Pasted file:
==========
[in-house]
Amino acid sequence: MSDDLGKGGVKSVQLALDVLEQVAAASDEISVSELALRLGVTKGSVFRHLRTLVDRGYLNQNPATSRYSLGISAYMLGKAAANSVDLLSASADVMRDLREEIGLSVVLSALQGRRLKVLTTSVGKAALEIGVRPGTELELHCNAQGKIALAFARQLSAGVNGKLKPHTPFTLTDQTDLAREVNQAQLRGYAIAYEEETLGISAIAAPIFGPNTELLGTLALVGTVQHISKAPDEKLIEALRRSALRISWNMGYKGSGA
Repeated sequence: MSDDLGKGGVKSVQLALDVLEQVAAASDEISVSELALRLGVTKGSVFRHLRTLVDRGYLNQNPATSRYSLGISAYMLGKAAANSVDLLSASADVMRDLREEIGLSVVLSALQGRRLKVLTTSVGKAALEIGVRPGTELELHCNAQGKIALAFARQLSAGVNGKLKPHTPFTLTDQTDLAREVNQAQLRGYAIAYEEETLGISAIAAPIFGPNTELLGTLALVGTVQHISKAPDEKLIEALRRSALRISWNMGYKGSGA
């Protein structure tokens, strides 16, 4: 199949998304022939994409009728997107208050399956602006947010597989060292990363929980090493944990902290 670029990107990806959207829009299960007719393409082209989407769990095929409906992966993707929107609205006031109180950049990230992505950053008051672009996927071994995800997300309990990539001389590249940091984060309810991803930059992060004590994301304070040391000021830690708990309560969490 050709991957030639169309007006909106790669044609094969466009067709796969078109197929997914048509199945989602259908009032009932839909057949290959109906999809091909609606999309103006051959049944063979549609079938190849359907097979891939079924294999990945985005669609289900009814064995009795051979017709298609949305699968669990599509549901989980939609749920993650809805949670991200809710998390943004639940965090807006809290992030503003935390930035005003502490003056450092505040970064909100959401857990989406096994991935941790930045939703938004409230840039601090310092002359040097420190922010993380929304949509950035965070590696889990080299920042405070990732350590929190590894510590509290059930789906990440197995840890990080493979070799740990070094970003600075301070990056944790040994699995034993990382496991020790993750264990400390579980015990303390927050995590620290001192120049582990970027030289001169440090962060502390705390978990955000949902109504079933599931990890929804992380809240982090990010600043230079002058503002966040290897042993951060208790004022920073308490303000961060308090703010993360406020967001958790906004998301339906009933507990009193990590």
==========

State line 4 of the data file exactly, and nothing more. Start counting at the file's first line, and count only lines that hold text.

């Protein structure tokens, strides 16, 4: 199949998304022939994409009728997107208050399956602006947010597989060292990363929980090493944990902290 670029990107990806959207829009299960007719393409082209989407769990095929409906992966993707929107609205006031109180950049990230992505950053008051672009996927071994995800997300309990990539001389590249940091984060309810991803930059992060004590994301304070040391000021830690708990309560969490 050709991957030639169309007006909106790669044609094969466009067709796969078109197929997914048509199945989602259908009032009932839909057949290959109906999809091909609606999309103006051959049944063979549609079938190849359907097979891939079924294999990945985005669609289900009814064995009795051979017709298609949305699968669990599509549901989980939609749920993650809805949670991200809710998390943004639940965090807006809290992030503003935390930035005003502490003056450092505040970064909100959401857990989406096994991935941790930045939703938004409230840039601090310092002359040097420190922010993380929304949509950035965070590696889990080299920042405070990732350590929190590894510590509290059930789906990440197995840890990080493979070799740990070094970003600075301070990056944790040994699995034993990382496991020790993750264990400390579980015990303390927050995590620290001192120049582990970027030289001169440090962060502390705390978990955000949902109504079933599931990890929804992380809240982090990010600043230079002058503002966040290897042993951060208790004022920073308490303000961060308090703010993360406020967001958790906004998301339906009933507990009193990590």